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Russia plans 7,600 force in Georgia rebel regions - Double Previsous Nubmer  Ken Garen
 Sep 09, 2008 21:13 PDT 

Russia plans 7,600 force in Georgia rebel regions

Tue Sep 9, 2008 11:37am EDT

By Conor Sweeney and Oleg Shchedrov

MOSCOW (Reuters) - Russia announced plans on Tuesday to station about 7,600
troops in Georgia's separatist regions, more than twice the number based
there before last month's war and a level likely to alarm the West.

Russian Foreign Minister Sergei Lavrov said troops would stay in South
Ossetia and Abkhazia for a long time to prevent any "repeat of Georgian

Moscow's intervention in Georgia last month, in which its forces crushed an
attempt by Tbilisi to retake South Ossetia, drew widespread international
condemnation and prompted concern over the security of energy supplies.

Russia agreed on Monday to withdraw its soldiers from areas outside South
Ossetia, and the second breakaway region of Abkhazia, within a month, but
troops inside the two regions were not explicitly mentioned in the
French-brokered deal.

Briefing Russian President Dmitry Medvedev on talks with the separatist
leaders, Defence Minister Anatoly Serdyukov said: "We have already agreed on
the contingent -- in the region of 3,800 men in each republic -- its
structure and location."

Russia angered the West last month by recognizing Abkhazia and South
Ossetia, which threw off Tbilisi's rule in separatist wars in the 1990s, as
independent states. Nicaragua is the only other state to have recognized
their independence.

Lavrov also met the two separatist regions' foreign ministers on Tuesday to
formally establish diplomatic ties, a step likely to further irritate
Western governments.

Asked at a news conference how long Russian forces would stay in South
Ossetia and Abkhazia, Lavrov said: "They will be there for a long time, at
least for the foreseeable period. That is necessary to not allow a repeat of
Georgian aggression."


Russia has said it was morally obliged to send in its military last month to
prevent what it called a genocide in the separatist regions by an aggressive
Georgian government.

Before fighting broke out in Georgia last month, Russia had a peacekeeping
force of 1,000 servicemen in South Ossetia and a contingent of about 2,500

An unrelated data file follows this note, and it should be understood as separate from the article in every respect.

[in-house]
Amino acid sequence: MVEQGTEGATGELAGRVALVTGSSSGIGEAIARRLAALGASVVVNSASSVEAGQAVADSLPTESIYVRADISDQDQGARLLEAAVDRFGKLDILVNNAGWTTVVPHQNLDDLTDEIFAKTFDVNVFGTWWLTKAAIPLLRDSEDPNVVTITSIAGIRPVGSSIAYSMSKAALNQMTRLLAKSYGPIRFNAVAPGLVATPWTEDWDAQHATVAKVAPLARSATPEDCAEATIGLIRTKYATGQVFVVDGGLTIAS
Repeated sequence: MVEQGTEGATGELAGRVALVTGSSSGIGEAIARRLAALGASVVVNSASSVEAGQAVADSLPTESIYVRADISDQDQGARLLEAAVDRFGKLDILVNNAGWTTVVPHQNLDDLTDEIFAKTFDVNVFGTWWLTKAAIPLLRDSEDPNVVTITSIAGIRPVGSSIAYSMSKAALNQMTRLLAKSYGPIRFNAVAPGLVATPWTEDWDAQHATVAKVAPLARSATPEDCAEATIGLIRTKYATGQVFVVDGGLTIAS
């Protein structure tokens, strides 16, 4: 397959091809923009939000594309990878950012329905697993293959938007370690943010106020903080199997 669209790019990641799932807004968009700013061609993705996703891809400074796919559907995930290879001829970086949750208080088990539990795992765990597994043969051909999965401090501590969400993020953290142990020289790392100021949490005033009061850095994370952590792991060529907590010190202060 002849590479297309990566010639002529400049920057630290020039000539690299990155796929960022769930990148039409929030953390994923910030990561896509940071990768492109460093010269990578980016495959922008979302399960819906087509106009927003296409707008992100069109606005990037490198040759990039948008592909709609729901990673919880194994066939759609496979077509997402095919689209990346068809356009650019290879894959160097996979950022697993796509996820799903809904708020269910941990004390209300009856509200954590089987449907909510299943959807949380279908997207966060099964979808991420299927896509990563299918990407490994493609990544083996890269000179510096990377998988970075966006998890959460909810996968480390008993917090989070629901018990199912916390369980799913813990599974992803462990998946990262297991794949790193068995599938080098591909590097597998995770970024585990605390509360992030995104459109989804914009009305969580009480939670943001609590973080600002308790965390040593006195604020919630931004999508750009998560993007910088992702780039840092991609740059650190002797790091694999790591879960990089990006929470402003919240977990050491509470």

in Abkhazia. They were operating under a peacekeeping mandate dating back to
the 1990s.

Russia has welcomed the European Union's role as a mediator over Georgia but
in sharp contrast, it has accused the United States of contributing to the
conflict by arming Georgia and failing to rein in its leadership.

Russia's Foreign Ministry said the White House's decision to rescind a draft
agreement on civilian nuclear cooperation with Russia was "mistaken and

U.S. Vice President Dick Cheney, who visited Georgia last week to show
solidarity with the ex-Soviet state, said in Rome on Tuesday that the
international community was united in deploring Russia's military action.


Both the European Union and the United States have warned Russia it could
face serious consequences over its actions in Georgia, but the scope for
punitive measures is limited.

Europe depends on Russia for more than a quarter of its gas supplies and
Washington needs Russia's cooperation in efforts to curb Iran's nuclear

After four hours of talks outside Moscow on Monday, Medvedev and EU leaders
led by French President Nicolas Sarkozy agreed that Russian forces in buffer
zones outside South Ossetia and Abkhazia would pull back within a month.

They are to be replaced with an international monitoring force which will
include a 200-strong EU contingent.

Questions remain about Russia's dominant role inside the two separatist
regions, where most residents hold Russian passports.

The fighting in Georgia worried energy markets because it was waged near the
route of an oil pipeline that can pump up to 1 million barrels of crude per
day from the Caspian Sea. The pipeline is favored by the West because it
bypasses Russia.

The International Court of Justice in the Hague, the highest United Nations
court, this week began hearing Georgian allegations that Russian violated
the human rights of ethnic Georgians in the separatist regions.

Anatoly Nogovitsyn, deputy head of the Russian military's General Staff,
said Russia had nothing to hide.

"At this trial, our position is calm and dignified," he told foreign
military attachees. "I am firmly convinced that the Russian Federation took
the only right decision."

C Thomson Reuters 2008 All rights reserved

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